Not signed up for YALSA’s 2015 Morris/Nonfiction Reading Challenge? Read the official rules and sign up on the original post. If you’re finished, fill out the form at the bottom of this post to let us know!
How is your reading challenge going? Any early favorites? I am not participating in the challenge, but have read some of the titles in my selection committee. Interesting to see some overlap on both the YALSA’s Award for Excellence in Nonfiction and the William C. Morris YA Debut Award.
If you haven’t signed up for the challenge there is still plenty of time! This will also help with the annual Hub Reading Challenge that will start in February after the Youth Media Awards. If you have finished be sure to brag about it in the comments and fill our the form. I’ve read some of theses books and they are great! Don’t miss out!
-Faythe Arredondo, currently in the middle of too many books to list
8 thoughts on “YALSA’s 2015 Morris/Nonfiction Reading Challenge Check-In #2”
I got a start on reading Popular and it is really cute so far. I can see teens relating to it. I can’t believe she is so young and wrote that! Hoping to catch up during holiday time off :-) #simsburyct
I have all but two of the 10 books from the library, but didn’t read much this week as I was madly trying got finish up my holiday knitting, which you can read about at
I’m about 1/3 of the way through The Carnival at Bray. It is OK, but didn’t grab me right away like Gabi did, but there is still 2/3 to go.
About half way through The Story of Owen. Been slow reading due to life, but it’s been good so far.
This week I finished The Carnival at Bray and Laughing at My Nightmare. They both engaged me enough that I read each of them in one day this weekend. In some ways The Carnival at Bray had a contemporary feel in spite of being set more than 20 years ago. Laughing at My Nightmare is an unflinching look at what it’s like to live with a severely debilitating illness. But Burcaw’s constant humor keeps this from being a dry or depressing book. Burcaw also doesn’t shy away from sexual situations and the language can get strong, so this one is probably best for older teens.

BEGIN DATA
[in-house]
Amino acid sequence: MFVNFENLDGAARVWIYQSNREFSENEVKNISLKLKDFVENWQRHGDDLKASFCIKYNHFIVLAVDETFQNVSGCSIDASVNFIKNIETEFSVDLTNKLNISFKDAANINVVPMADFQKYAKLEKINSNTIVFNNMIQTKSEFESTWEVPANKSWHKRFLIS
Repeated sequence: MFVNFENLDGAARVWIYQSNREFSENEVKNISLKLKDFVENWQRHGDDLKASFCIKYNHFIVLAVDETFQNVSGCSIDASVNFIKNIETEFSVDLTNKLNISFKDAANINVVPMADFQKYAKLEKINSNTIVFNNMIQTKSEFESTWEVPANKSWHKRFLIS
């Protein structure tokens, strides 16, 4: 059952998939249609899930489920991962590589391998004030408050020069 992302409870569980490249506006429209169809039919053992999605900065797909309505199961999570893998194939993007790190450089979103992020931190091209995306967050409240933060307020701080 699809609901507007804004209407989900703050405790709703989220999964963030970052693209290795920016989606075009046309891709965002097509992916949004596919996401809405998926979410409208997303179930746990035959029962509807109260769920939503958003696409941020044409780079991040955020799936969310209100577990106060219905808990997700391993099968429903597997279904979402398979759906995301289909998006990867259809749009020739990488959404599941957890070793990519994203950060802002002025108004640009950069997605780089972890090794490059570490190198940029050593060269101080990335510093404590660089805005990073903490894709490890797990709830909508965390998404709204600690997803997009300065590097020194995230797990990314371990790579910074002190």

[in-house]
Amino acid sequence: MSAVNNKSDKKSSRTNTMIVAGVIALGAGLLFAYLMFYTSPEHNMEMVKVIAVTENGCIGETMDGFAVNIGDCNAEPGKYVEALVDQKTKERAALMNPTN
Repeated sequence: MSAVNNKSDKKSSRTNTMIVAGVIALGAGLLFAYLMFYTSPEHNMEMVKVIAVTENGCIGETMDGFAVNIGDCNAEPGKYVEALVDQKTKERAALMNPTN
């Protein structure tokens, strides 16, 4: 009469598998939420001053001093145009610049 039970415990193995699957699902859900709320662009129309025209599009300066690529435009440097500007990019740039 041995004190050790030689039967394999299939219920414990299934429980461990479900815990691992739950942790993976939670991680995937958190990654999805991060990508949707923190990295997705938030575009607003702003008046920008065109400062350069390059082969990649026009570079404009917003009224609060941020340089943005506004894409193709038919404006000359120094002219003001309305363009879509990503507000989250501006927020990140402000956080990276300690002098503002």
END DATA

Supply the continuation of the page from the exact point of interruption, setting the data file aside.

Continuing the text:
So, two down in each category. I’m hoping to make a lot of progress over the holidays before things get busy again after the New Year. I’ve got copies of two of the three remaining in each category. The missing books are on order, and I’ve got my fingers crossed that they arrive in time for me to complete the challenge.
I read Gabi, a Girl in Pieces and Ida M. Tarbell: The Woman Who Challenged Big Business – and Won!. I didn’t really care for either one. Gabi seems like an authentic character, and I really liked her, but the book was more of a sequence of events rather than an actual plot with a climax. The biography of Ida M. Tarbell was very dry and read like a textbook. I can’t see a teen wanting to sit down and read this, but it’s very well-researched and would be good for writing a report.
Finished Popular this week. Loved it! On to Laughing at My Nightmare.
I have finished:
Laughing at My Nightmare
The Scar Boys
The Story of Owen
The Story of Owen was by far my favorite so far. I’m telling anyone who will listen.
I’ve finished Ava Lavender so far, and about to start the one about the Romanovs. I really like Ava, thought it was beautiful, but I do kind of see how it might be a hard sell with teens, since so much focuses on her grandmother and mother (which I enjoyed, but you know – old people :)).
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